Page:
Tue, 23 Jan 2024 18:36:47 +0100
- Filtered: filter -
Mike Macgirvin 🖥️
wrote the following
Fri, 12 Jan 2024 23:38:02 +0100
A brief overview of the streams repository.
The streams repository is a fediverse server with a long history. It began in 2010 as a decentralised Facebook alternative called Mistpark. It has gone through a number of twists and turns in its long journey of providing federated communications. The fediverse servers Friendica and Hubzilla are early branches of this repository.
The first thing to be aware of when discussing the streams repository is that it has no brand or brand identity. None. The name is the name of a code repository. Hence "the streams repository". It isn't a product. It's just a collection of code which implements a fediverse server that does some really cool stuff. There is no flagship instance. There is no mascot. In fact all brand information has been removed. You are free to release it under your own brand. Whatever you decide to call your instance of the software is the only brand you'll see. The software is in the public domain to the extent permissable by law. There is no license.
If you look for the streams repository in a list of popular fediverse servers, you won't find it. We're not big on tracking and other spyware. Nobody knows how many instances there are or how many Monthly Active Users there are. These things are probably important to corporations considering takeover targets. They aren't so important to people sharing things with friends and family.
Due to its origins as a Facebook alternative, the software has a completely different focus than those fediverse projects modelled after Twitter/X. Everything is built around the use of
and the resulting
that permissions-based systems provide. Comment controls are built-in. Uploaded media and document libraries are built-in and media access can be restricted with fine-grained permissions - as can your posts. Groups are built-in. "Circles" are built-in. Events are built-in. Search and search permissions? Yup. Built-in also. It's based on Opensearch. You can even search from your browser and find anything you have permission to search for. Spam is practically non-existent. Online harrassment and abuse are likewise almost non-existent. Moderation is a built-in capability. If you're not sure about a new contact, set them to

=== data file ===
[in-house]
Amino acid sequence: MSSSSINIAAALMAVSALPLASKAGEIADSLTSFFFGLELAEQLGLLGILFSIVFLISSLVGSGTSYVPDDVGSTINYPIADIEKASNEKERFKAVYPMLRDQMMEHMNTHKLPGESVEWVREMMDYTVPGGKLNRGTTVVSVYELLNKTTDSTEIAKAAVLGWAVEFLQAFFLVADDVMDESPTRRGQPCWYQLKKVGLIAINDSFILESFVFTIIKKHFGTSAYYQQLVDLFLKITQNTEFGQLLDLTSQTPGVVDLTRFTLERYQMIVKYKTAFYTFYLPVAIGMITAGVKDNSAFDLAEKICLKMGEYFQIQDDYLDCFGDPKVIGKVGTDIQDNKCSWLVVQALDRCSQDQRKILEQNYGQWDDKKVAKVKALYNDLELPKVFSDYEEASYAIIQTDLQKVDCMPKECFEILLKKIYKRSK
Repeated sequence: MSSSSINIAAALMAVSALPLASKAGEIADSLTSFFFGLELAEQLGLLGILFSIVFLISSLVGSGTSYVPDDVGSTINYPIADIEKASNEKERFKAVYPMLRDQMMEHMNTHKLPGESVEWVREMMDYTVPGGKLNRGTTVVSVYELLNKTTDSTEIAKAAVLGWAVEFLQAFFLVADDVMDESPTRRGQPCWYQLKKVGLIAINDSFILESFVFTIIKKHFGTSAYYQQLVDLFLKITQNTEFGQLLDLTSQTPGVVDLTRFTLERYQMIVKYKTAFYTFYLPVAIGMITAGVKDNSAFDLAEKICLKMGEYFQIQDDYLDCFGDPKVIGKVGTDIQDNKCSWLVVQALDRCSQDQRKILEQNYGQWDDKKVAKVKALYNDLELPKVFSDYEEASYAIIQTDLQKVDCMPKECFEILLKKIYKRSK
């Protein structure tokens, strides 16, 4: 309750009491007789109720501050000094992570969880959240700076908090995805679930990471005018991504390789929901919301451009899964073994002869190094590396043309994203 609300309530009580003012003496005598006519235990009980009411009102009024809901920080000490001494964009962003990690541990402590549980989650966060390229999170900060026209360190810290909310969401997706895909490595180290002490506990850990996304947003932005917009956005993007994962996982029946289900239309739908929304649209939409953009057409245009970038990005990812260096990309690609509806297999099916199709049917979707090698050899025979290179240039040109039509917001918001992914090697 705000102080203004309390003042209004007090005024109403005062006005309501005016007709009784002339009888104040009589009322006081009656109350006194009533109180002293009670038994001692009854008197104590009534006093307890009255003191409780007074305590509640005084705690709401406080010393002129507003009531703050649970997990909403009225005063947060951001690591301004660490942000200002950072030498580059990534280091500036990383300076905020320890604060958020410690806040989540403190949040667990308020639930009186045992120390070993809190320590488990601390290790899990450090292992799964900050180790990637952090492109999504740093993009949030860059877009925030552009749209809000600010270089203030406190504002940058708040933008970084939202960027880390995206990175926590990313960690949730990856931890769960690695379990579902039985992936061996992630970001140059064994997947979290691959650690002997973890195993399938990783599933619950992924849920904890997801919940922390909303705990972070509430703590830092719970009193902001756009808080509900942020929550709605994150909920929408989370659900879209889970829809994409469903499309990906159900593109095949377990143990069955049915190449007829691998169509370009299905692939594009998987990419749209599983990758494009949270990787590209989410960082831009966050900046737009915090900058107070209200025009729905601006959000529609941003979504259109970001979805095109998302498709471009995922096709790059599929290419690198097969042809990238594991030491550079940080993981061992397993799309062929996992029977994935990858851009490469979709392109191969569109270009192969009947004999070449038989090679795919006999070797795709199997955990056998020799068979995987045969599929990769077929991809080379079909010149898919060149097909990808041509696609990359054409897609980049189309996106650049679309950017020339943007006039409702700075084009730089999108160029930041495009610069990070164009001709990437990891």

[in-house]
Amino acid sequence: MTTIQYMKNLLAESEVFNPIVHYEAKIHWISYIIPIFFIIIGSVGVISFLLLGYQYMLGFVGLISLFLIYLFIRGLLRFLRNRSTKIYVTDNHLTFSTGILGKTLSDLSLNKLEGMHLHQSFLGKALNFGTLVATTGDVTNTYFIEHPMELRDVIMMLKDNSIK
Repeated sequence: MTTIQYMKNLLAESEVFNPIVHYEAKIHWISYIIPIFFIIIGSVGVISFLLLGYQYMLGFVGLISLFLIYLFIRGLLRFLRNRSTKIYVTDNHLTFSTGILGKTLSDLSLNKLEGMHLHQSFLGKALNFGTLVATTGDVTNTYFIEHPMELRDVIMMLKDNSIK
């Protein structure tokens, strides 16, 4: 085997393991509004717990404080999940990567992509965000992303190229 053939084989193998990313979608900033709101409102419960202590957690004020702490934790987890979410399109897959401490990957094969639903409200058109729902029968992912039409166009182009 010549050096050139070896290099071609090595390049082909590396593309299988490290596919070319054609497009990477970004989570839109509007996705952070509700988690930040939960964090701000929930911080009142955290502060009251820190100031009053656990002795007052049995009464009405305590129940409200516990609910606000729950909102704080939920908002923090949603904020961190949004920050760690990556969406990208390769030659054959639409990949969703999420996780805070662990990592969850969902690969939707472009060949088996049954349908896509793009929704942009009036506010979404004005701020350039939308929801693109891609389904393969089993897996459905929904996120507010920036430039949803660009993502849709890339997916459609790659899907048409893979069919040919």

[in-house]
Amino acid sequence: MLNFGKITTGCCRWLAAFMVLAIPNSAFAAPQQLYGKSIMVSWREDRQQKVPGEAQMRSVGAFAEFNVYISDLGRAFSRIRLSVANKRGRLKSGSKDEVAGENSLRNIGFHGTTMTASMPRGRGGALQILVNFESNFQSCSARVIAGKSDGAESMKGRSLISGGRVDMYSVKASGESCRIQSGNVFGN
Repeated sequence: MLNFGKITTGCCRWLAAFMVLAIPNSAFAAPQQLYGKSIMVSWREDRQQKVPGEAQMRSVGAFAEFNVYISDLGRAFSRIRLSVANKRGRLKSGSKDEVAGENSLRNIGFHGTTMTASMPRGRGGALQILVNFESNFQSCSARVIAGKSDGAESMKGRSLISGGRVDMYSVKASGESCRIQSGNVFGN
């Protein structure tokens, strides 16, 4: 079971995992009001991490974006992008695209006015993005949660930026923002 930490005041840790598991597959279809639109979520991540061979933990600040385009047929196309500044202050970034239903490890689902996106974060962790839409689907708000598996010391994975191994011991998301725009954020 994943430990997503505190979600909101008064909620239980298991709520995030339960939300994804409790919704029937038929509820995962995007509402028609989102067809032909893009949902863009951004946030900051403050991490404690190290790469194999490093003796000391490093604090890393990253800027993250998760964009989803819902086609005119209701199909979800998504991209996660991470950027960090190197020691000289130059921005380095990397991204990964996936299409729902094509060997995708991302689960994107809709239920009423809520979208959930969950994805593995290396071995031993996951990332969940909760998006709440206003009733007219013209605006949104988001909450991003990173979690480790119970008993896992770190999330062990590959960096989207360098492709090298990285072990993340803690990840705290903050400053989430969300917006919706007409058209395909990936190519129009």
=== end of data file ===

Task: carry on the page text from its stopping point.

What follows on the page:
, and you'll have a chance to approve all of their comments to your posts before those comments are shared with your true friends and family. For many fediverse projects, the only way to control this kind of abusive behaviour is through blocking individuals or entire websites. The streams repository offers this ability as well. You'll just find that you hardly ever need to use it.
Because federated social media is a different model of communications based on decentralisation, cross-domain single sign-on is also built-in. All of the streams instances interact cooperatively to provide what looks like one huge instance to anybody using it - even though it consists of hundreds of instances of all sizes.
Nomadic identity is built-in. You can clone your identity to another instance and we will keep them in sync to the best of our ability. If one server goes down, no big deal. Use the other. If it comes back up again, you can go back. If it stays down forever, no big deal. All of your friends and all your content are available on any of your cloned instances. So are your photos and videos, and
so are your permission settings
. If you made a video of the kids to share with grandma (and nobody else), grandma can still see the video no matter what instance she accesses it from. Nobody else can.
Choose from our library of custom filters and algorithms if you need better control of the stuff that lands in your stream. By default, your conversations are restricted to your friends and are not public. You can change this if you want, but this is the most sensible default for a safe online experience.
There are no inherent limits to the length of posts or the number of photos/videos you can attach or really any limits at all. You can just share stuff without concerning yourself with any of these arbitrary limitations.
Need an app? Just visit a website running the streams repository code and and install it from your browser.
Nobody is trying to sell you this software or aggressively convince you to use it. What we're trying to do is show you through our own actions and example that there are more sensible ways to create federated social networks than what you've probably experienced.
You can find us at
A support group is provided at @
Have a wonderful day.
Link to Source
Scott M. Stolz